But the Buckeyes seem content to not sleep on the Wolverines, who are also 1-8-2 in road games. For one thing, the team has its defensive corps healthy for one of the few times this year, and the unit is headlined by U.S. World Juniors star Jacob Trouba and the highly regarded Jon Merril.
In addition, the Wolverines’ famous offensive punch is still pretty good. U-M has scored four or more goals in three straight games, and the team averages 2.9 goals per contest, good for second in the CCHA.
A.J. Treais leads the team with 11 goals, while Cristoval “Boo” Nieves has team highs of 15 assists and 23 points. Treais, Trouba (8-12-20) and Phil Di Giuseppe (6-14-20) each have 20 points while Alex Guptill adds 19 and Columbus Blue Jackets draft pick Kevin Lynch has 17.
“I know they’re real fast and they’re a good transition team, so that’s what I’m expecting,” Krogh said. “I know they aren’t having the year they thought they were going to have this year probably, but they’re always good. I think everyone in the locker room knows that.”
All eyes were on Alex Szczechura as he posted Ohio State’s second hat trick of the season last Saturday vs. Western Michigan – the team for which his brother, Paul, played – but the accomplishment was just the latest in a string of successes for the OSU junior.
Szczechura has scored nine goals in the last 14 games, which coincides with the time he was moved onto a line with sophomores Tanner Fritz and Max McCormick. The Buckeyes tried Anthony Greco, Ryan Dzingel, Matt Johnson, Darik Angeli and Chris Crane as the right wing with Fritz and McCormick during the first half but struck gold when Szczechura was added to the line after the holiday break.
“He’s a goal scorer,” Osiecki said. “He’s an offensive player, and at times earlier in the year when we would get him, no different than last year, he was fighting his way to get into the lineup. I think we knew as a staff that he was an offensive player, but he was fighting his way to earn that right to play on some offensive lines.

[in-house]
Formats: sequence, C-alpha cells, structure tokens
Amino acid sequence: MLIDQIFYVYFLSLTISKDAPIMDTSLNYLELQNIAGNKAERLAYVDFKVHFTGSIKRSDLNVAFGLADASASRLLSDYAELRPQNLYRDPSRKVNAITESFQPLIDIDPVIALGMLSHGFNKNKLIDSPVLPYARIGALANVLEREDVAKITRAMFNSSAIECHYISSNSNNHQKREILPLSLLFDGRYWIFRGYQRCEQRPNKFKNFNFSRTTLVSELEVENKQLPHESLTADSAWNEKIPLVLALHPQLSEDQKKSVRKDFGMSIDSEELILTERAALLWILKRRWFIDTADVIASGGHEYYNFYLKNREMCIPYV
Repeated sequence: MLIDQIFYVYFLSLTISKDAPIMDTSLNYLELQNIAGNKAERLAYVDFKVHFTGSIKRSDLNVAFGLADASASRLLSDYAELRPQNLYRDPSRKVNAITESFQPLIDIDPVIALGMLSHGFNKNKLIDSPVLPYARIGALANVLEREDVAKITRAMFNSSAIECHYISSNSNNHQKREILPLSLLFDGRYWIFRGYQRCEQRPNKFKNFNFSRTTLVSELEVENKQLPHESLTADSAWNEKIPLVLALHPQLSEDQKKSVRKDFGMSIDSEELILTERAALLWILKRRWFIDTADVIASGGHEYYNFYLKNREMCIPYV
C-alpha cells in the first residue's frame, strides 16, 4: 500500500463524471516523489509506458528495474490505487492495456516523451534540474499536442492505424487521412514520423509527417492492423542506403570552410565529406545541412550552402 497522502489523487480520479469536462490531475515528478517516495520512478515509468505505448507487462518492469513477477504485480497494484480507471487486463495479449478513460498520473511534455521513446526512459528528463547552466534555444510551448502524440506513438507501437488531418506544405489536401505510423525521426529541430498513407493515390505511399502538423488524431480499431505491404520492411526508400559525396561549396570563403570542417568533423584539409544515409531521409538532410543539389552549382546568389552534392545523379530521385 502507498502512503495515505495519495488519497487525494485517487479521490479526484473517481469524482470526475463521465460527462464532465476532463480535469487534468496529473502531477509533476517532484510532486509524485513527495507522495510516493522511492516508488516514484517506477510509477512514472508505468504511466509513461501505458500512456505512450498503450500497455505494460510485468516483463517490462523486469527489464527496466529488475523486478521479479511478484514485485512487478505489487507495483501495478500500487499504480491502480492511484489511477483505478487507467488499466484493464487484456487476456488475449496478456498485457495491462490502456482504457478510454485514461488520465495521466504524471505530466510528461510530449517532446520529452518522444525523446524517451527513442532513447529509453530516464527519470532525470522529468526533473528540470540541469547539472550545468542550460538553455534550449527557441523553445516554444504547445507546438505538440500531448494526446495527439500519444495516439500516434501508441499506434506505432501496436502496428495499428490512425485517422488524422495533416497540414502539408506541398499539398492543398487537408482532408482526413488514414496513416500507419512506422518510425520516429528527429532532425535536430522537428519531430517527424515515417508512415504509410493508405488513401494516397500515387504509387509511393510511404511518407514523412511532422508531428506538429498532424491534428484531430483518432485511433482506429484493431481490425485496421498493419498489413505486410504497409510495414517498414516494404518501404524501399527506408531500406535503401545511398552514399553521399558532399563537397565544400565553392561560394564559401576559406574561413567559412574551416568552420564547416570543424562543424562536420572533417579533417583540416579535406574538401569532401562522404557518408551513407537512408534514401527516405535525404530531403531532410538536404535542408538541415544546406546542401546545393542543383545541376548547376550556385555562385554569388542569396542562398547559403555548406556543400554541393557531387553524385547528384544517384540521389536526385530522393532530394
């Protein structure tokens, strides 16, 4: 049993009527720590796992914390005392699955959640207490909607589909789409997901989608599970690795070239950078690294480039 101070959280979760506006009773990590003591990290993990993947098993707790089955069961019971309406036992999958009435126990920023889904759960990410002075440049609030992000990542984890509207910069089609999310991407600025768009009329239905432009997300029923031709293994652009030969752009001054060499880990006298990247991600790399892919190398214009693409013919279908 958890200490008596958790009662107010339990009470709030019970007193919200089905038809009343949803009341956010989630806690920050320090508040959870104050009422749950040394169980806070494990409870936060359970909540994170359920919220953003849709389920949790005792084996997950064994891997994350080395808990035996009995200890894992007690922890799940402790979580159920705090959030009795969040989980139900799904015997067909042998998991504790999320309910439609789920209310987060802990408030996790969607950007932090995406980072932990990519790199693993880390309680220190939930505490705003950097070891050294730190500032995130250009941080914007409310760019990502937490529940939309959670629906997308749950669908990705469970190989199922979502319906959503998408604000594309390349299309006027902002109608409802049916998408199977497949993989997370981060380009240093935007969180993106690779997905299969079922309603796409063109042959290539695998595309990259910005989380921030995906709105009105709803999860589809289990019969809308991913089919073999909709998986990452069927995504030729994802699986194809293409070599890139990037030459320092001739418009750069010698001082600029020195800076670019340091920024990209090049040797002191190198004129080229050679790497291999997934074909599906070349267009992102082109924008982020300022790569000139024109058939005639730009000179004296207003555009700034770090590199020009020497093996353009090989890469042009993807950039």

“He’s earned that right, and I think it’s important to play with the likes of a Dzingel or Fritzie or Max because he can score some goals. He’s got great instincts to make some plays with the puck but also very talented around the net.”
Szczechura has 12 points since being put on the line, while Fritz has 14 and McCormick has 11.
“Our line is clicking right now as well as our whole team,” Szczechura said. “I don’t know what’s going on. Pucks are going in for me.”
--Ohio State associate athletic director Chris Schneider confirmed to BSB that if Ohio State hosts playoff series, the games will be held in the OSU Ice Rink. The state high school girls basketball tournament will be held March 14-16 in Value City Arena, the same weekend the Buckeyes would have a chance to host quarterfinal matchups. Schneider said the school tried to move some things around and looked at playing at Nationwide Arena downtown but could not come up with a solution.
--OSU’s recent scoring explosion – 3.5 goals per game in the last eight – has vaulted Fritz and Dzingel to the top of the league’s offensive charts. Fritz and Dzingel, who each have 10 points in the last eight games, each have 25 total points in 24 CCHA games, which ties Miami’s Riley Barber for the league lead. Fritz’s 19 assists in league play are No. 1 in the league.
--The teams split last year’s season series. Ohio State swept Michigan in Yost Ice Arena in November before the Wolverines won two games in Ohio in January. The first was held in Value City Arena while the second game of the series was the Frozen Diamond Classic, played in Cleveland’s Progressive Field.
--Ohio State is tied for seventh in the NCAA in team defense, holding opponents to 2.22 goals a game. The squad has allowed one goal or less in 13 games this year.
--Gates open each night 90 minutes before each game rather than one hour. Fans who order food or soft drinks within the first 30 minutes of the gates being open can receive 50 percent off their order with a coupon available on OhioStateBuckeyes.com.
--Ohio State leads the country having played 1,955 minutes in 32 games. The Buckeyes have played seven games with full five-minute overtimes in addition to 25 games that have gone the usual 60 minutes. Ohio State is one of seven teams with seven ties this year, most in the NCAA.